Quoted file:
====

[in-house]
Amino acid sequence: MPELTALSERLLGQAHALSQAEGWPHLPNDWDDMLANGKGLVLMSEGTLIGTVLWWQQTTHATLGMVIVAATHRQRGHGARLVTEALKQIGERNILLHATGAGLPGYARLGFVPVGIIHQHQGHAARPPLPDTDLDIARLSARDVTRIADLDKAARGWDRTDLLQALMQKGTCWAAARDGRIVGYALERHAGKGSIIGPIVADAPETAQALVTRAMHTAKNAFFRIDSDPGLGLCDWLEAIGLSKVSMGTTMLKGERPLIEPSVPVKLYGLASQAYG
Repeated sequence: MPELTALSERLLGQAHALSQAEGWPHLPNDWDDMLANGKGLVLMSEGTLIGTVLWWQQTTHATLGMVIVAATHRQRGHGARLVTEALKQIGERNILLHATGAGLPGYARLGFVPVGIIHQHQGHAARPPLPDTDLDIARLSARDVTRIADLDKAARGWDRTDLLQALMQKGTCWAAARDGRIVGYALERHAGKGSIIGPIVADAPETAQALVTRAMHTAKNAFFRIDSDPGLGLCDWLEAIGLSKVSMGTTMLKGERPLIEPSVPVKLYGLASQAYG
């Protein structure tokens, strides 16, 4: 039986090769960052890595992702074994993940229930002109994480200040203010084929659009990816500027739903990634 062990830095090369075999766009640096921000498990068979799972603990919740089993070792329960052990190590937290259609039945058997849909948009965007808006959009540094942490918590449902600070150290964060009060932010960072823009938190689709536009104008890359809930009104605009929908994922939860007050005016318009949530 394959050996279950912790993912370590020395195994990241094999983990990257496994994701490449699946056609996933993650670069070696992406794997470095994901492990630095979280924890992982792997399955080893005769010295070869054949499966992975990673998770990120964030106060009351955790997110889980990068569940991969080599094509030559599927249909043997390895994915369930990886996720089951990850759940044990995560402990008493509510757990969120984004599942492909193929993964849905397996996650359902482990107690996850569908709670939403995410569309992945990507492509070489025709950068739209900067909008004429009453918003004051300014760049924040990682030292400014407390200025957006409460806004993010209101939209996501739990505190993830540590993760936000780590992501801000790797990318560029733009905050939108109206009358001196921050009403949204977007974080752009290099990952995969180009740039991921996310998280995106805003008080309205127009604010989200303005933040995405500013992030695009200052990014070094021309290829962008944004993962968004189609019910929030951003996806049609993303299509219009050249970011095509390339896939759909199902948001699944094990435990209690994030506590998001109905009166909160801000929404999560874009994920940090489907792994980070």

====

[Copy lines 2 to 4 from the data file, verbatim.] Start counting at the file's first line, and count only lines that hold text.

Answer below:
Amino acid sequence: MPELTALSERLLGQAHALSQAEGWPHLPNDWDDMLANGKGLVLMSEGTLIGTVLWWQQTTHATLGMVIVAATHRQRGHGARLVTEALKQIGERNILLHATGAGLPGYARLGFVPVGIIHQHQGHAARPPLPDTDLDIARLSARDVTRIADLDKAARGWDRTDLLQALMQKGTCWAAARDGRIVGYALERHAGKGSIIGPIVADAPETAQALVTRAMHTAKNAFFRIDSDPGLGLCDWLEAIGLSKVSMGTTMLKGERPLIEPSVPVKLYGLASQAYG
Repeated sequence: MPELTALSERLLGQAHALSQAEGWPHLPNDWDDMLANGKGLVLMSEGTLIGTVLWWQQTTHATLGMVIVAATHRQRGHGARLVTEALKQIGERNILLHATGAGLPGYARLGFVPVGIIHQHQGHAARPPLPDTDLDIARLSARDVTRIADLDKAARGWDRTDLLQALMQKGTCWAAARDGRIVGYALERHAGKGSIIGPIVADAPETAQALVTRAMHTAKNAFFRIDSDPGLGLCDWLEAIGLSKVSMGTTMLKGERPLIEPSVPVKLYGLASQAYG
């Protein structure tokens, strides 16, 4: 039986090769960052890595992702074994993940229930002109994480200040203010084929659009990816500027739903990634 062990830095090369075999766009640096921000498990068979799972603990919740089993070792329960052990190590937290259609039945058997849909948009965007808006959009540094942490918590449902600070150290964060009060932010960072823009938190689709536009104008890359809930009104605009929908994922939860007050005016318009949530 394959050996279950912790993912370590020395195994990241094999983990990257496994994701490449699946056609996933993650670069070696992406794997470095994901492990630095979280924890992982792997399955080893005769010295070869054949499966992975990673998770990120964030106060009351955790997110889980990068569940991969080599094509030559599927249909043997390895994915369930990886996720089951990850759940044990995560402990008493509510757990969120984004599942492909193929993964849905397996996650359902482990107690996850569908709670939403995410569309992945990507492509070489025709950068739209900067909008004429009453918003004051300014760049924040990682030292400014407390200025957006409460806004993010209101939209996501739990505190993830540590993760936000780590992501801000790797990318560029733009905050939108109206009358001196921050009403949204977007974080752009290099990952995969180009740039991921996310998280995106805003008080309205127009604010989200303005933040995405500013992030695009200052990014070094021309290829962008944004993962968004189609019910929030951003996806049609993303299509219009050249970011095509390339896939759909199902948001699944094990435990209690994030506590998001109905009166909160801000929404999560874009994920940090489907792994980070």